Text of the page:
jungle. Aphotograph shows thick jungle right up to the edge of the pylons on either bank.

Alternate world

This project is more of an alternative world, the term taken from speculative fiction than the pure model railroading freelance.  In this alternative world, the railway was not abandoned; instead it becomes a mainline route from China and Southeast Asia, as well as traffic between Thailand and Burma as well as the local runs. However, in the post-war world, there is a minimal budget, and so far, in the period 1946-1947, the maintenance on the hastily built railway is concentrated near the railheads and high traffic areas in Thailand and Burma. The border region that I am modeling is on the list but at the bottom. So the bridge can be described as neglected, and I have weathered it, as it would have been in either world in 1946 or 1947.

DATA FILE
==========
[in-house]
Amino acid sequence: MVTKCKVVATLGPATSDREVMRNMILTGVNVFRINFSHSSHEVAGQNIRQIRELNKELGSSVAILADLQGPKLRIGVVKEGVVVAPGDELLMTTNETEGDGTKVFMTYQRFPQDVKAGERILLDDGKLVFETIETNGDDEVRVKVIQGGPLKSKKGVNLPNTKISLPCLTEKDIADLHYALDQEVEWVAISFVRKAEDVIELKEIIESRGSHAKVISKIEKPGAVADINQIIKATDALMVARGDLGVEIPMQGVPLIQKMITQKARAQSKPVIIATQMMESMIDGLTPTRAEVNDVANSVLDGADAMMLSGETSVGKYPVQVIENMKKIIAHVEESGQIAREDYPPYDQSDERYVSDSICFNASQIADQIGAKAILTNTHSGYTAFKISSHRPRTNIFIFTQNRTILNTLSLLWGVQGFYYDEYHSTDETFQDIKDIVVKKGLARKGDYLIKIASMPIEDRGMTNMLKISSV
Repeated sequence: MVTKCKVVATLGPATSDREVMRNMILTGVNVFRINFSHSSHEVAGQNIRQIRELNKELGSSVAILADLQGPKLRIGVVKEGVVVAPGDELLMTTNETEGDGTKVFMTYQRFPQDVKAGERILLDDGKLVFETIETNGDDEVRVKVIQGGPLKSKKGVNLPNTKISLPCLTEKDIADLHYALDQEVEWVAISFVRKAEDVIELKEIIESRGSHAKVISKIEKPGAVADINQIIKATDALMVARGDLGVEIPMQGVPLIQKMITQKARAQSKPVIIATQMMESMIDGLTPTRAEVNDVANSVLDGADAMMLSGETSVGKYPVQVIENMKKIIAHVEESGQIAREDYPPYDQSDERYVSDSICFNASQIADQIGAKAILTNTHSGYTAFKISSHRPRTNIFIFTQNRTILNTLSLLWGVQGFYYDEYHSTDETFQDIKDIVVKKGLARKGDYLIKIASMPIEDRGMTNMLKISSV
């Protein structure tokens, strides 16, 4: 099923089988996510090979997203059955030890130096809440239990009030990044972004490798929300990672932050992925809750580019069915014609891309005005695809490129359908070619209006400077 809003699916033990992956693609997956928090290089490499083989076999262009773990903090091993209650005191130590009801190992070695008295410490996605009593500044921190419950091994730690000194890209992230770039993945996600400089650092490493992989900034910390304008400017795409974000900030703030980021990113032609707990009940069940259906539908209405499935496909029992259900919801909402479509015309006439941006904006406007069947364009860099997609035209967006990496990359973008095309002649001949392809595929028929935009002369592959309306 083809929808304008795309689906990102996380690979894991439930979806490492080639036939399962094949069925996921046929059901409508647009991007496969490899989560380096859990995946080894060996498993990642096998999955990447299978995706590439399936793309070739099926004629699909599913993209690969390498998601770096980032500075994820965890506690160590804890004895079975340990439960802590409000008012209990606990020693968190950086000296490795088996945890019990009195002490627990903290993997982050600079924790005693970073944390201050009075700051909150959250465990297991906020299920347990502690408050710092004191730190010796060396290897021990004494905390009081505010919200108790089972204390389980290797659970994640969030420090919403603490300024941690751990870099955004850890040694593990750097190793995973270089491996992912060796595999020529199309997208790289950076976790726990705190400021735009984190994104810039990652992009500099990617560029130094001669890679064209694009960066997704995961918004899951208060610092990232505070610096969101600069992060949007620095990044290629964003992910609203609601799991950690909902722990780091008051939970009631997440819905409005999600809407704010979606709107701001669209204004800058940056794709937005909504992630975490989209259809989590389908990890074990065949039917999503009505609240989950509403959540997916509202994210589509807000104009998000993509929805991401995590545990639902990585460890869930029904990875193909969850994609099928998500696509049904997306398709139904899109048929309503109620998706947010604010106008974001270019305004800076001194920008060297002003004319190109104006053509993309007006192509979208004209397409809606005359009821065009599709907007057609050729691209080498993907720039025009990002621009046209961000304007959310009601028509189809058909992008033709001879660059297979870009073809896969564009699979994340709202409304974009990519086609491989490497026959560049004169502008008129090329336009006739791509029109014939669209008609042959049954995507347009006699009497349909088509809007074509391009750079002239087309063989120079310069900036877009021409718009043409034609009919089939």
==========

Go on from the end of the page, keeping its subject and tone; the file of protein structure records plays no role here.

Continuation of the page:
A note on construction


In the construction of the Burma Thailand Railway, the wooden bridges, ties (sleepers) and telegraph poles were made from local insect resistant tropical hardwoods, mainly teak. At least during the
period of the Second World War, creosote was not available and not used. That means the traditional methods of staining or painting both the wooden trestle and the ties do not apply on this railway. Teak and other hardwoods were used, usually untreated, for many years after the Second World War across Southeast Asia. Later various forms of anti-insect treatments were used. Today it is more common to use metal and/or concrete for bridges and poles.


The model